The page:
“Sadly, because education is a major plank in their political campaigns, promises are made with little or no idea as to the implications thereof.

“One distinct flaw however is that in an attempt to satisfy their constituencies, people who have no or very little experience or expertise as educators or scholars are chosen to handle education leadership and are saddled with the responsibility for forming and implementing education policies and decisions, planning, financing, infrastructure, teacher cadre, resources, among others.”

She described education as a critical tool for the growth, development and survival of the nation, saying that leadership for education should be more than faithfulness and loyalty to the party or to someone.

“We need much more than political sagacity to take our beloved country out of the conundrum our education system is in. It will take more than four years to undo the damage, but every journey begins with one step,” the CEO stressed.

A Professor of Mass Communication, School of Communication, Lagos State University, and President, Association of Communication Scholars and Professionals of Nigeria (ACSPN), Lai Oso argued that though the government has not given any roadmap or benchmark to education at all levels, more attention should be paid to primary and secondary school, as well as technical education.

A former Rector, Lagos State Polytechnic, Chief Olawumi Gasper said the minister of education must correct the neglect of the six years primary education identified as the hub of individual and societal development meant to provide the Nigerian child with opportunities to acquire literacy, numeracy, creativity, communication skills, as well as the desire to learn.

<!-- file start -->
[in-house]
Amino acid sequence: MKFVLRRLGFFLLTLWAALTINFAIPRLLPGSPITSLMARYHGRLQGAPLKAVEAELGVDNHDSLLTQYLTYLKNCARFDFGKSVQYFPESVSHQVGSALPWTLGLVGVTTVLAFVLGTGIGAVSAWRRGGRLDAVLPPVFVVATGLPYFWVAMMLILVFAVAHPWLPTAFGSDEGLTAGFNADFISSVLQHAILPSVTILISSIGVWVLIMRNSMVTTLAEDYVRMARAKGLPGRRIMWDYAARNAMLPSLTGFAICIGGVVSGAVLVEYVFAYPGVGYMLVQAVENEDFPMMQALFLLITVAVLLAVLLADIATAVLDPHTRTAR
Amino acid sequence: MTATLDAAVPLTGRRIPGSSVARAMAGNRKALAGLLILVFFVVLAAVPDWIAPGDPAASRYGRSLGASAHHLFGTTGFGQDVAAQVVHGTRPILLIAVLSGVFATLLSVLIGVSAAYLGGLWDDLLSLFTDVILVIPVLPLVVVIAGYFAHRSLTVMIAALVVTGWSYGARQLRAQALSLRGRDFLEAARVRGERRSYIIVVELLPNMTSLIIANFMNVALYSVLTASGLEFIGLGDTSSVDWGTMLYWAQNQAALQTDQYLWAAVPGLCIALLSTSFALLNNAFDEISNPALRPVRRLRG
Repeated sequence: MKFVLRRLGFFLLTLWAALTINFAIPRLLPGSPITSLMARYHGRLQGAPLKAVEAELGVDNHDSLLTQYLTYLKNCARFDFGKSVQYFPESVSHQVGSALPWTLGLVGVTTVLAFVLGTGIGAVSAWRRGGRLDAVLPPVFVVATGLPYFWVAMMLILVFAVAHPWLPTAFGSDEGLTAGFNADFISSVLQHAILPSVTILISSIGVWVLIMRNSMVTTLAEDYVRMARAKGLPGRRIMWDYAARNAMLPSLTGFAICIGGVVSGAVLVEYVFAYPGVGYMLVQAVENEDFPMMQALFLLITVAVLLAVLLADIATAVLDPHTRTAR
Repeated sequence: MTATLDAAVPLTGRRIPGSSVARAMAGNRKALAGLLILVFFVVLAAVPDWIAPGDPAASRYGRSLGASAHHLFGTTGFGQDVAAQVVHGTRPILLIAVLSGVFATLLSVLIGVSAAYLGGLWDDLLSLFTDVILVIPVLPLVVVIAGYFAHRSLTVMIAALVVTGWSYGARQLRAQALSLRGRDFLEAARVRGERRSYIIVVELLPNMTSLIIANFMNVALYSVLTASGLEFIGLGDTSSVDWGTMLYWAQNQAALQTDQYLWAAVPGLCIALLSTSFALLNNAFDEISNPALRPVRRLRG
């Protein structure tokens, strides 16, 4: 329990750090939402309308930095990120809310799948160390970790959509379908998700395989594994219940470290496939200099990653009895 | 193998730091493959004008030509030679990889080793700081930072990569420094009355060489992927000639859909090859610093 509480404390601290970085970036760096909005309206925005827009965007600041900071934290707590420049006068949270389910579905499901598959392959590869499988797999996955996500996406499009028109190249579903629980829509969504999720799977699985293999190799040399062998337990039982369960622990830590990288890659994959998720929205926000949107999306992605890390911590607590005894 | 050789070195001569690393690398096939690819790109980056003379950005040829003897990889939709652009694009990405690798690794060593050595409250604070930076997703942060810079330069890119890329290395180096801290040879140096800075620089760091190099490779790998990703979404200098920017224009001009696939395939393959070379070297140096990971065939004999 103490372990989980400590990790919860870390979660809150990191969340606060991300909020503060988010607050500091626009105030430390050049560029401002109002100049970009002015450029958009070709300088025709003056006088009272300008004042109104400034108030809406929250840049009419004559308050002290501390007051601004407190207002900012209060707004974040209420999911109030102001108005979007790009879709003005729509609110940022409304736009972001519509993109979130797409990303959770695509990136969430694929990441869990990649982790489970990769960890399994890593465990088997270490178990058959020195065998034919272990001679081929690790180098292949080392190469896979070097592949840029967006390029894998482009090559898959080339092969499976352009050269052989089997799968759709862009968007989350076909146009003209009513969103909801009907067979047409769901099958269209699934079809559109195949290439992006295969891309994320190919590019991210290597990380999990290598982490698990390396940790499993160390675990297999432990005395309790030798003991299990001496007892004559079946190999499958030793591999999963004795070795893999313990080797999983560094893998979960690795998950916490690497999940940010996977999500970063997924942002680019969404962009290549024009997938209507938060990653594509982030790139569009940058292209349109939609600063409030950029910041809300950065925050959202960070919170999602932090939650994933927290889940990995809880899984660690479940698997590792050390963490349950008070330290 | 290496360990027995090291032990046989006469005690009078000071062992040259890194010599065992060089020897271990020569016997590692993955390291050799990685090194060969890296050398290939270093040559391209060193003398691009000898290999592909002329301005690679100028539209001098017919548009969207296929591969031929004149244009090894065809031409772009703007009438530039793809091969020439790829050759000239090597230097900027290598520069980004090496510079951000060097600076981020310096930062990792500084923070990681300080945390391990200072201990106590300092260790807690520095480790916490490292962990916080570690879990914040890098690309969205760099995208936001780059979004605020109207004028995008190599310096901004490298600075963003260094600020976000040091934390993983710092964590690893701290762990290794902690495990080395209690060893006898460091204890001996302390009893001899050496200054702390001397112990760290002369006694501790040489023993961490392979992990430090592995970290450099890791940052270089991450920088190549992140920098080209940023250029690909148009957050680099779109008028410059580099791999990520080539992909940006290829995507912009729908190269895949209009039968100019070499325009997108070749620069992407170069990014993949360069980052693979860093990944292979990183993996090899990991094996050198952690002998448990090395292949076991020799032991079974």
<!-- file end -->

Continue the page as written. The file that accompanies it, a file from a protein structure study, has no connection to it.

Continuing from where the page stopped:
“This initiative of strengthening our primary education will also bring out the best potential of every child and identify early in the education cycle, exceptionally gifted, creative and innovative children.

He said the current administration must focus on reforms that must include knowledge, life skills and critical thinking to equip young people with the technological skills for the 21st century, adding the federal and state governments must review their funding to accommodate all tiers of education in spite of dwindling budget for the sector.

“The agenda must be strategic to ensure that the government fully concentrates on the development and funding only of primary education and hands off secondary and tertiary education. With this, they will concentrate on the development of an effective primary education system that will feed the junior, senior (including technical/vocational education) and tertiary institutions with highly literate, numerate Nigerian child who can effectively communicate in most languages,” Gasper, who is the President of Universal Learn Direct Academia (ULDA), stressed.

The Director of Accreditation, National Universities Commission (NUC), Dr. Biodun Saliu, however believes that the present administration has done a lot particularly with university education with the development of blueprint for the revitalisation of university education in the country; NUC’s collaboration with the National Education Summit Group (NESG); and the proposed curriculum review.

He stressed the need to give the administration a chance to complete what it started in university education in Nigeria.

Source: Thisday